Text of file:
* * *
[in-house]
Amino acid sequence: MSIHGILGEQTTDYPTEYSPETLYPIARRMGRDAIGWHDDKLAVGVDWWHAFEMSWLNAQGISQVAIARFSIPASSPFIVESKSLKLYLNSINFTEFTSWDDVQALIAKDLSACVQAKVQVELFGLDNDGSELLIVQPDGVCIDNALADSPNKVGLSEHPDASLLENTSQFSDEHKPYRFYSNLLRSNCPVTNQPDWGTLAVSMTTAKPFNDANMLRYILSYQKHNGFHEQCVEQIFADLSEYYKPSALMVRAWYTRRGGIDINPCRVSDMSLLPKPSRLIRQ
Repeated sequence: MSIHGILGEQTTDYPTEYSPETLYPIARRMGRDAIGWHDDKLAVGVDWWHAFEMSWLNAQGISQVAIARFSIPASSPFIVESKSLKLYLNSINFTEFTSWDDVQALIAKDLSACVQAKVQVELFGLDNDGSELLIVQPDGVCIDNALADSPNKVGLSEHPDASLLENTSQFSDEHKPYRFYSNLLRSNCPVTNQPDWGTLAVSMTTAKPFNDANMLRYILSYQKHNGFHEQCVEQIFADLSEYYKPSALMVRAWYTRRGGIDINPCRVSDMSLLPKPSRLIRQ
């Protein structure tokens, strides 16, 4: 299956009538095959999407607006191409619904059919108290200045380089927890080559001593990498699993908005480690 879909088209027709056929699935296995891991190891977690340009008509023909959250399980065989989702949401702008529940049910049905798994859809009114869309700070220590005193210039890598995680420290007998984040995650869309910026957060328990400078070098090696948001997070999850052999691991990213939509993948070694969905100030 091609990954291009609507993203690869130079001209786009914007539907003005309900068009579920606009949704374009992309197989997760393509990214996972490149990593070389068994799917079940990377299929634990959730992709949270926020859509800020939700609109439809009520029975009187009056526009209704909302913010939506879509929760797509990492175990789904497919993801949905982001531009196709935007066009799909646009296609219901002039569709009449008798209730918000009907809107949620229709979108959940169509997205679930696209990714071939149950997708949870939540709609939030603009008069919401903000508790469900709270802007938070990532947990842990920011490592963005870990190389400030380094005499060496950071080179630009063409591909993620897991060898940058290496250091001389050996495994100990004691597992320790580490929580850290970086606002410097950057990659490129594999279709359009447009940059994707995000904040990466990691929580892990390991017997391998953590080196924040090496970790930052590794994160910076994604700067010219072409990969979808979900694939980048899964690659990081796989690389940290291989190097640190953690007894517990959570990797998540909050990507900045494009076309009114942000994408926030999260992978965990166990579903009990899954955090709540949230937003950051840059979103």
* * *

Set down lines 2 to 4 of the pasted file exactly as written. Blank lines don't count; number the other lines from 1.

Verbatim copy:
Amino acid sequence: MSIHGILGEQTTDYPTEYSPETLYPIARRMGRDAIGWHDDKLAVGVDWWHAFEMSWLNAQGISQVAIARFSIPASSPFIVESKSLKLYLNSINFTEFTSWDDVQALIAKDLSACVQAKVQVELFGLDNDGSELLIVQPDGVCIDNALADSPNKVGLSEHPDASLLENTSQFSDEHKPYRFYSNLLRSNCPVTNQPDWGTLAVSMTTAKPFNDANMLRYILSYQKHNGFHEQCVEQIFADLSEYYKPSALMVRAWYTRRGGIDINPCRVSDMSLLPKPSRLIRQ
Repeated sequence: MSIHGILGEQTTDYPTEYSPETLYPIARRMGRDAIGWHDDKLAVGVDWWHAFEMSWLNAQGISQVAIARFSIPASSPFIVESKSLKLYLNSINFTEFTSWDDVQALIAKDLSACVQAKVQVELFGLDNDGSELLIVQPDGVCIDNALADSPNKVGLSEHPDASLLENTSQFSDEHKPYRFYSNLLRSNCPVTNQPDWGTLAVSMTTAKPFNDANMLRYILSYQKHNGFHEQCVEQIFADLSEYYKPSALMVRAWYTRRGGIDINPCRVSDMSLLPKPSRLIRQ
């Protein structure tokens, strides 16, 4: 299956009538095959999407607006191409619904059919108290200045380089927890080559001593990498699993908005480690 879909088209027709056929699935296995891991190891977690340009008509023909959250399980065989989702949401702008529940049910049905798994859809009114869309700070220590005193210039890598995680420290007998984040995650869309910026957060328990400078070098090696948001997070999850052999691991990213939509993948070694969905100030 091609990954291009609507993203690869130079001209786009914007539907003005309900068009579920606009949704374009992309197989997760393509990214996972490149990593070389068994799917079940990377299929634990959730992709949270926020859509800020939700609109439809009520029975009187009056526009209704909302913010939506879509929760797509990492175990789904497919993801949905982001531009196709935007066009799909646009296609219901002039569709009449008798209730918000009907809107949620229709979108959940169509997205679930696209990714071939149950997708949870939540709609939030603009008069919401903000508790469900709270802007938070990532947990842990920011490592963005870990190389400030380094005499060496950071080179630009063409591909993620897991060898940058290496250091001389050996495994100990004691597992320790580490929580850290970086606002410097950057990659490129594999279709359009447009940059994707995000904040990466990691929580892990390991017997391998953590080196924040090496970790930052590794994160910076994604700067010219072409990969979808979900694939980048899964690659990081796989690389940290291989190097640190953690007894517990959570990797998540909050990507900045494009076309009114942000994408926030999260992978965990166990579903009990899954955090709540949230937003950051840059979103």